But They Forget

It’s no secret that I’ve never been a fan of Mark Driscoll. However, that doesn’t mean I’m not saddened to watch the fallout for him and the Church when the recent backlash against him surges to new levels. He just announced he’s now stepping down for a break while his church investigates the charges against him.

If you read the article found in the link above you see an interesting summary of Driscoll’s career. One quote in particular caught my eye.

“My sense is that many of the celebrity religious leaders are well aware of and intentionally attempt to guard themselves against sexual and financial temptations. But they forget that pride comes before a fall.” Scott Thumma, Hartford Seminary sociologist

How tragic that we could intentionally guard ourselves in dangerous areas only to be blinded by pride. I’m haunted by that conclusion. I pray that Mark’s story and Scott Thumma’s conclusion would provide us a reminder to recognize the role that Christ alone plays in our life.

Rewrite Everything Ever Written

Everything has already been said and done. But, then, if this is so, why do we need more poems in the world? I once read a Jane Hirshfield interview where she said something quite wonderful. She essentially said we have to keep writing because it’s every generation’s job to put in the present vernacular poems that are called upon for rites of passage, such as poems read at weddings or funerals. I hadn’t thought of this before. Your ordinary citizen should be able to go to the library and find a poem written in the current vernacular, and the responsibility for every generation of writers is to make this possible. We must, then, rewrite everything that has ever been written in the current vernacular, which is really what the evolution of literature is all about. Nothing new gets said but the vernacular keeps changing.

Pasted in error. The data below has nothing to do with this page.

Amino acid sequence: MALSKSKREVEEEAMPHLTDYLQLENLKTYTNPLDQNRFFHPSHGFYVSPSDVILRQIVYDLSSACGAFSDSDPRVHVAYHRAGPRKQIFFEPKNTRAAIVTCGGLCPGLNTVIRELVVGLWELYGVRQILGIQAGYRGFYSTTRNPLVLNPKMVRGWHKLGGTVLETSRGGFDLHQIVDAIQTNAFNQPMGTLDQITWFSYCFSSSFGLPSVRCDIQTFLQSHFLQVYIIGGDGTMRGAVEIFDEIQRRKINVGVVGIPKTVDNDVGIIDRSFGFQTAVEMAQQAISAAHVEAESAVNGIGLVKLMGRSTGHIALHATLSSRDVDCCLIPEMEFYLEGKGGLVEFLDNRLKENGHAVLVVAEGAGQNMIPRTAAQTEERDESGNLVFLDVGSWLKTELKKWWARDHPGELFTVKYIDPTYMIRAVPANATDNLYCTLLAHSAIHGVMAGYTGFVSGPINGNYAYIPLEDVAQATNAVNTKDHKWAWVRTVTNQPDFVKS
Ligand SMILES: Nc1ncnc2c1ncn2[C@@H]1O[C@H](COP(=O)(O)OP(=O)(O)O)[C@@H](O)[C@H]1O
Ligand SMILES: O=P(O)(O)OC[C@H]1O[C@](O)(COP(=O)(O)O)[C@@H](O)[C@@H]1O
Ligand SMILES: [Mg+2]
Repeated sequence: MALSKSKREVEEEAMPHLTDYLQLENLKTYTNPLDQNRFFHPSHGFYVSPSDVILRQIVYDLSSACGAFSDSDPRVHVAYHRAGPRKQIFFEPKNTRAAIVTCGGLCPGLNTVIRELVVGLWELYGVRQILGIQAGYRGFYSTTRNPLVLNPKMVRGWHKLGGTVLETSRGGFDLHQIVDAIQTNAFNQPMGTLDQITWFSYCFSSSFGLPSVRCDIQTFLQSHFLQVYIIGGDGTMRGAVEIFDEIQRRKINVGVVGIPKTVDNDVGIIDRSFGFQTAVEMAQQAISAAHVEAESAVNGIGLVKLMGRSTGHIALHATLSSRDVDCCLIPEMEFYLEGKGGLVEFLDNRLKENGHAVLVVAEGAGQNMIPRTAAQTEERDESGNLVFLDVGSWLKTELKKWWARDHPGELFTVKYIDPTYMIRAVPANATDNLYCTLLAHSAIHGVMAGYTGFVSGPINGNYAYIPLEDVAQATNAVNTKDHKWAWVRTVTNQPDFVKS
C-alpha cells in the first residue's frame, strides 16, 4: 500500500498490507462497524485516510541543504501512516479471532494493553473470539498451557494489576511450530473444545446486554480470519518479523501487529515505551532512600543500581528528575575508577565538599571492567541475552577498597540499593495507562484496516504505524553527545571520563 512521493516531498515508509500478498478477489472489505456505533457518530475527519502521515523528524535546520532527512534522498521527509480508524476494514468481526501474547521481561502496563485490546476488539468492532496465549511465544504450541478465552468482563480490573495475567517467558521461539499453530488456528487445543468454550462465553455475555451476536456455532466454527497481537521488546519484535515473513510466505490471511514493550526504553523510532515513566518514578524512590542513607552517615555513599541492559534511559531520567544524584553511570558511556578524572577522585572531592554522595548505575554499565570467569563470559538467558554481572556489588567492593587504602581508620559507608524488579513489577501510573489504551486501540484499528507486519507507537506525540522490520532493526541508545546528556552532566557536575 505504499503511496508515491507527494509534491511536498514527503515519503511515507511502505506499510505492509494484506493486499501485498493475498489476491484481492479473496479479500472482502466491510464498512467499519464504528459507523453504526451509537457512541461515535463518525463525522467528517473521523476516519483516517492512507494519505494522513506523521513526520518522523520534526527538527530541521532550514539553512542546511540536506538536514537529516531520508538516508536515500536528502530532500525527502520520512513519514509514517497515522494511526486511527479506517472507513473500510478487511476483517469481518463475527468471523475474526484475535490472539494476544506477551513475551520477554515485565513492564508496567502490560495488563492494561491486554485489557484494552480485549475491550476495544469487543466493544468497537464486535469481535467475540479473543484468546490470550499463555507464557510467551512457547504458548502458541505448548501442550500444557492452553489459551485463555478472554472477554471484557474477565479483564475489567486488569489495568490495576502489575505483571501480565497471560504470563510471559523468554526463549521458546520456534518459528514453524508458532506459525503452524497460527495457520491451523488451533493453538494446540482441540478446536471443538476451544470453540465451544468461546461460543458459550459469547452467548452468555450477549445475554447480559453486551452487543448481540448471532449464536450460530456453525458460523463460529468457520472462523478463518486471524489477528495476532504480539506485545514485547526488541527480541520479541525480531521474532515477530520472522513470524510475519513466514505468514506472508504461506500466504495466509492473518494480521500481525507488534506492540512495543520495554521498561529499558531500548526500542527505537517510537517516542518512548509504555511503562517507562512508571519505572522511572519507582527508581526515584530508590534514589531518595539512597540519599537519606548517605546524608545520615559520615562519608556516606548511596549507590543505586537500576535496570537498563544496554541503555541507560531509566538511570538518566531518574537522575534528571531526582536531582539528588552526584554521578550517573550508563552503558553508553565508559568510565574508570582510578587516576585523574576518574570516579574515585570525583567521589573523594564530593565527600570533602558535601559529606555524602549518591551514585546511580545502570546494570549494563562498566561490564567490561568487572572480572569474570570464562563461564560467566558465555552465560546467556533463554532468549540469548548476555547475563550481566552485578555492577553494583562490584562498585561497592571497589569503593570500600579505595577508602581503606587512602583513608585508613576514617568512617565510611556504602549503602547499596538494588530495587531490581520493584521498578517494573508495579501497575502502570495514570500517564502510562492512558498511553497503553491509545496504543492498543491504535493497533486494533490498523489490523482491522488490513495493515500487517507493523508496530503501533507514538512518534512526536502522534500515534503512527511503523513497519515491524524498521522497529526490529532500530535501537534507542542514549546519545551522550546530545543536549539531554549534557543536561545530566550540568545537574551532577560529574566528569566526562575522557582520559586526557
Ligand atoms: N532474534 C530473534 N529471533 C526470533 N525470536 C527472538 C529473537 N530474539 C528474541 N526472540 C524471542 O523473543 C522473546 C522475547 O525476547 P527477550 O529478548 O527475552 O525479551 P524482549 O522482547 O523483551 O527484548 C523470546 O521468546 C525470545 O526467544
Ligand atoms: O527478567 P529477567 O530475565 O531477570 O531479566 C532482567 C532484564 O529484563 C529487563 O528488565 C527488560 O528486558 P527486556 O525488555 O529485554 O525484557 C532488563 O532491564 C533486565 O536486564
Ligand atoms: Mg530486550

Mary Ruefle


We often sacrifice the moment for the future, but we create the future by engaging the moment.

Moment Maker

For a few weeks now I’ve been thinking about my message for our worship night last Sunday. We landed on the theme “Moments.” When I met with some of the Creative Arts people to talk through it a few of them recommended I read a recent book on a similar subject by Carlos Whittaker. His book is called Moment Maker and turned out to be a surprisingly engaging experience. Whittaker reads like a young Bob Goff (a bit crazy with a healthy dose of witty humor). He’s the perfect guy to write a book about making moments happen. As you can see in the video above, he has a track record of crazy stories happening around him.

Here are some of my favorite quotes from his book:


Top 20 Quotes from Leadership Summit (2014)

Top 20 Quotes from Leadership Summit (2014)

I spent the last two days flooded with insights and encouragement from speakers at the Leadership Summit. For those of you who may be unaware, The Leadership Summit is a two day conference hosted by Willow Creek Community Church in Chicago. Central has hosted the event the last few years at one of our campuses.

Below I’ve selected twenty of my favorite quotes from the event. Each of these quotes is my best representation in writing of what they said verbally or a summary thereof. Any errors in wording are my own. Click here to see other posts I’ve done featuring my top 20 quotes.


A Theological Response to Robin Williams (and Matt Walsh)

This is one part of a two part response to the suicide of Robin Williams and Matt Walsh’s blog about him. Click here to see a psychiatric response.

It’s hard to miss headline writers like Matt Walsh these days. He gives voice to the super conservatives among us and is one heck of a catchy writer. In light of the latest celebrity tragedy this week, Walsh wrote the following tweet for his blog post.

As you can imagine, this garnered a fair amount of criticism. He wasted no time returning the fire and putting the blame back on his critics: 

To answer his question, we were reading his post where he said that the disease Robin Williams had was irrelevant to the fact that he chose suicide. Walsh chooses to play dumb to this association but he shows a dangerous way of approaching people with pain in the midst of weakness.